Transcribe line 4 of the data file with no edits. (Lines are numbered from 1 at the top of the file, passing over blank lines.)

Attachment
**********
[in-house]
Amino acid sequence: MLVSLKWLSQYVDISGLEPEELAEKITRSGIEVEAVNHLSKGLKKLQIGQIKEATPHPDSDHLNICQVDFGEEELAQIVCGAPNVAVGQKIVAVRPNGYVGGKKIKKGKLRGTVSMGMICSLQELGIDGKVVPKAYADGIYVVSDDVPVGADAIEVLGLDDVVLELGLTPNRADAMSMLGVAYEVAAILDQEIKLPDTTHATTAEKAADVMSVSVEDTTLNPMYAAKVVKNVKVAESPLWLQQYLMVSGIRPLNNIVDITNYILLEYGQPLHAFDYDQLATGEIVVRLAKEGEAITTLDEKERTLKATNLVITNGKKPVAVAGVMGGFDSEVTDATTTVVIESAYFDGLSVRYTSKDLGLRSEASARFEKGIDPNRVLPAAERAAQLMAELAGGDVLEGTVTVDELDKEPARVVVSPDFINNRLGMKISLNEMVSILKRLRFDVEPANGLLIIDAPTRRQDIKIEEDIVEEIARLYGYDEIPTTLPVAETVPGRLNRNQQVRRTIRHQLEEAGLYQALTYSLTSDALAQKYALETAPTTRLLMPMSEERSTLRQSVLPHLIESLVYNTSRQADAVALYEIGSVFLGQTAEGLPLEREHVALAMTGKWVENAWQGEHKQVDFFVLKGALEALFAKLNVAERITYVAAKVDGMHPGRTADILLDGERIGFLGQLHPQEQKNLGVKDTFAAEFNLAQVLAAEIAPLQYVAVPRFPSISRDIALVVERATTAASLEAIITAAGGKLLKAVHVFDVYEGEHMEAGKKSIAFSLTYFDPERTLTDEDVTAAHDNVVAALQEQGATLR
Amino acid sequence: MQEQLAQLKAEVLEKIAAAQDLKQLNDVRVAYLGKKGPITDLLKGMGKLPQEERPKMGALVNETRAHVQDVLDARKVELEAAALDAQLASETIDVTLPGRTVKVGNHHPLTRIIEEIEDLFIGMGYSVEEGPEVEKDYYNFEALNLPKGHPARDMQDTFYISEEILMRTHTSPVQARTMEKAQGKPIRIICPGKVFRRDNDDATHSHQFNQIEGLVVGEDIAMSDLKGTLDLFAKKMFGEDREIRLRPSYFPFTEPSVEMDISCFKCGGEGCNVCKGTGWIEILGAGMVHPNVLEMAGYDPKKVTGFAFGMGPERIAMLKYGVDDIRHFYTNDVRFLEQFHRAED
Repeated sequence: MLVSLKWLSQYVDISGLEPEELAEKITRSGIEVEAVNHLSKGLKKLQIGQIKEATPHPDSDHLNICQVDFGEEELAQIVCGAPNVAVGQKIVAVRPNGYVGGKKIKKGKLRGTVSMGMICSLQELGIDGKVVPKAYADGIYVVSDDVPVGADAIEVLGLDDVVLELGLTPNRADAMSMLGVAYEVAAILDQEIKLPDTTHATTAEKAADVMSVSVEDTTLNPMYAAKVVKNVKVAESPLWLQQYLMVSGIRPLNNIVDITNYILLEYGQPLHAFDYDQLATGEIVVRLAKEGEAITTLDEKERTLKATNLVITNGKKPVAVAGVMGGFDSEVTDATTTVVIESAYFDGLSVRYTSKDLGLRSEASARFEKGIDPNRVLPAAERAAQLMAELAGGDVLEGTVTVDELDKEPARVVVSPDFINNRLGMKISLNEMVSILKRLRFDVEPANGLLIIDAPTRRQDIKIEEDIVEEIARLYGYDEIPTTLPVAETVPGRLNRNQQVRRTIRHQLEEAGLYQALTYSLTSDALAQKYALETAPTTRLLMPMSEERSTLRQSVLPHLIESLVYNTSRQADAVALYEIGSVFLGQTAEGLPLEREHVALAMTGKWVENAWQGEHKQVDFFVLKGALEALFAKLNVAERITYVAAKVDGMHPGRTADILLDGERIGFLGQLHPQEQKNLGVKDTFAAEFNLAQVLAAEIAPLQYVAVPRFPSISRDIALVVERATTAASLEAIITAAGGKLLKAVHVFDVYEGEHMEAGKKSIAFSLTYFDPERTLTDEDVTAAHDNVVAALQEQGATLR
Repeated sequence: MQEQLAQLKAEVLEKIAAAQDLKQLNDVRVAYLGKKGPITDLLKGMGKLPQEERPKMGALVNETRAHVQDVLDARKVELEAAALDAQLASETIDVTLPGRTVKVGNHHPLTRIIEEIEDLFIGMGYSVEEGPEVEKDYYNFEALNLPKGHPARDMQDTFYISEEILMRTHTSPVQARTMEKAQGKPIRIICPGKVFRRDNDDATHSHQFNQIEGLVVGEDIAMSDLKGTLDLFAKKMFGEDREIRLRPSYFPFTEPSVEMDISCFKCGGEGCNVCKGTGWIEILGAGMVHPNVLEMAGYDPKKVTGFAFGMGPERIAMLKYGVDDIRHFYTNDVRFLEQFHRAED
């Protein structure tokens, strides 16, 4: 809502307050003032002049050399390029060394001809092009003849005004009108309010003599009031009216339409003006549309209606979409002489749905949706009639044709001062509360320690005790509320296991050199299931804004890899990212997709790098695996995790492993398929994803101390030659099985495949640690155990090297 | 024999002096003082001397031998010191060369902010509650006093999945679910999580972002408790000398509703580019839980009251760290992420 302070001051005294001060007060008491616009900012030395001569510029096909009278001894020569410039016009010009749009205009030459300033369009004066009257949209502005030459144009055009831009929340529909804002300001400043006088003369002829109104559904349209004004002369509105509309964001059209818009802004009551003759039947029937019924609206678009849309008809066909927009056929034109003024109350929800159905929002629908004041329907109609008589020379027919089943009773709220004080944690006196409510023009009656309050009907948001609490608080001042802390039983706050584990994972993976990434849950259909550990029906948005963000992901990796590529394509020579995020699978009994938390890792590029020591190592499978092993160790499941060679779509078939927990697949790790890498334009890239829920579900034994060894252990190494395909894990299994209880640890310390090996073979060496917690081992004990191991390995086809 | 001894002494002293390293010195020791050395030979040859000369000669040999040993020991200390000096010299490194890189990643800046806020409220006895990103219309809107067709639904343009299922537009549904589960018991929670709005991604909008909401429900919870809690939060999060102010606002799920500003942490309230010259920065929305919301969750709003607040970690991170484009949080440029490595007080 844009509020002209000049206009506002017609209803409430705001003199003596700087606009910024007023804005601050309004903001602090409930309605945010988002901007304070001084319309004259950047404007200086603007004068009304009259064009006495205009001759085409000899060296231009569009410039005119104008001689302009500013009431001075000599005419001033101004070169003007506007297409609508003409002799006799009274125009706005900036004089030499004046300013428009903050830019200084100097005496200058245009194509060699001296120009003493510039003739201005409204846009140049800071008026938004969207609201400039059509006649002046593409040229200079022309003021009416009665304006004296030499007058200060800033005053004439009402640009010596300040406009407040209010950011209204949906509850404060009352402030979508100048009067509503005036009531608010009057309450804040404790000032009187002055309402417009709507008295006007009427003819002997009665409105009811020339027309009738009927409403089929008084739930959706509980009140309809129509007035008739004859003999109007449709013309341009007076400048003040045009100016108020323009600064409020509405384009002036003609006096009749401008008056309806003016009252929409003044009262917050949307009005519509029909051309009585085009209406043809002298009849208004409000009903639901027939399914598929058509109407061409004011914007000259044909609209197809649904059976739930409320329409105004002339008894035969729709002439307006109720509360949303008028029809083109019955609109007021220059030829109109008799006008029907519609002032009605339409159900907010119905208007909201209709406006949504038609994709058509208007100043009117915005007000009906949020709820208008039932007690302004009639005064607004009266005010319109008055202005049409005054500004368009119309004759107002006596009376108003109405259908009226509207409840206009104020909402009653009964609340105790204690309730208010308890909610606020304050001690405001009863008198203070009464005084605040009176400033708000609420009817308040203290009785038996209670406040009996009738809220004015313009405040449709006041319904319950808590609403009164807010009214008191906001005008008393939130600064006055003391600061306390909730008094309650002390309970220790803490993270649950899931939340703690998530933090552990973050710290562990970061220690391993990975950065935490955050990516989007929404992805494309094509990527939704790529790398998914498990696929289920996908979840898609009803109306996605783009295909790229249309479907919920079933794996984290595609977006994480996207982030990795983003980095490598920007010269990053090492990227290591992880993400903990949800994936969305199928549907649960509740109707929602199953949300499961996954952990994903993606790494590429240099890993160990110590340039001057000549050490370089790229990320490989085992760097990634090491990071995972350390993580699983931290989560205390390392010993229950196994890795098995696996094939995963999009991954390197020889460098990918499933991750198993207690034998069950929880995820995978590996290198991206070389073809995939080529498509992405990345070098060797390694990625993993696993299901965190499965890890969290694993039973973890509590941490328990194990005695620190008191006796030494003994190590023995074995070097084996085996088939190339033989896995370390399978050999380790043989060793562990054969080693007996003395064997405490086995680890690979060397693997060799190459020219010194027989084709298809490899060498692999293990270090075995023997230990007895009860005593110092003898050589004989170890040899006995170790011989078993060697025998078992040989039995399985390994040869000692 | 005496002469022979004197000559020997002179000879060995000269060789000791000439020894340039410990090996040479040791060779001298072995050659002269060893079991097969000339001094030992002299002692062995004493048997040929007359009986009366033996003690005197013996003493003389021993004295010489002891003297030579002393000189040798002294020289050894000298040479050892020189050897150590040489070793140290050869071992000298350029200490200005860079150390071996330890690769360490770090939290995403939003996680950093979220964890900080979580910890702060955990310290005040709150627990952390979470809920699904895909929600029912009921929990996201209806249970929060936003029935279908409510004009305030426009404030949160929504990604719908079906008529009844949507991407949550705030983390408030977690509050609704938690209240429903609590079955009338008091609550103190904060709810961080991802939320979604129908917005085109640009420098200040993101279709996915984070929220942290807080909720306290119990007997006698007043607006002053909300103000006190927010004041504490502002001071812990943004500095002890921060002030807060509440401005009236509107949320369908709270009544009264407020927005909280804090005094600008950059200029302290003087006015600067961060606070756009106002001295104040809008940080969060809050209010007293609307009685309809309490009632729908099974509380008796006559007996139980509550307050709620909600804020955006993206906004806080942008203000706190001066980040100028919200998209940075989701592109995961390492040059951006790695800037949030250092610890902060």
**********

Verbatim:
Repeated sequence: MLVSLKWLSQYVDISGLEPEELAEKITRSGIEVEAVNHLSKGLKKLQIGQIKEATPHPDSDHLNICQVDFGEEELAQIVCGAPNVAVGQKIVAVRPNGYVGGKKIKKGKLRGTVSMGMICSLQELGIDGKVVPKAYADGIYVVSDDVPVGADAIEVLGLDDVVLELGLTPNRADAMSMLGVAYEVAAILDQEIKLPDTTHATTAEKAADVMSVSVEDTTLNPMYAAKVVKNVKVAESPLWLQQYLMVSGIRPLNNIVDITNYILLEYGQPLHAFDYDQLATGEIVVRLAKEGEAITTLDEKERTLKATNLVITNGKKPVAVAGVMGGFDSEVTDATTTVVIESAYFDGLSVRYTSKDLGLRSEASARFEKGIDPNRVLPAAERAAQLMAELAGGDVLEGTVTVDELDKEPARVVVSPDFINNRLGMKISLNEMVSILKRLRFDVEPANGLLIIDAPTRRQDIKIEEDIVEEIARLYGYDEIPTTLPVAETVPGRLNRNQQVRRTIRHQLEEAGLYQALTYSLTSDALAQKYALETAPTTRLLMPMSEERSTLRQSVLPHLIESLVYNTSRQADAVALYEIGSVFLGQTAEGLPLEREHVALAMTGKWVENAWQGEHKQVDFFVLKGALEALFAKLNVAERITYVAAKVDGMHPGRTADILLDGERIGFLGQLHPQEQKNLGVKDTFAAEFNLAQVLAAEIAPLQYVAVPRFPSISRDIALVVERATTAASLEAIITAAGGKLLKAVHVFDVYEGEHMEAGKKSIAFSLTYFDPERTLTDEDVTAAHDNVVAALQEQGATLR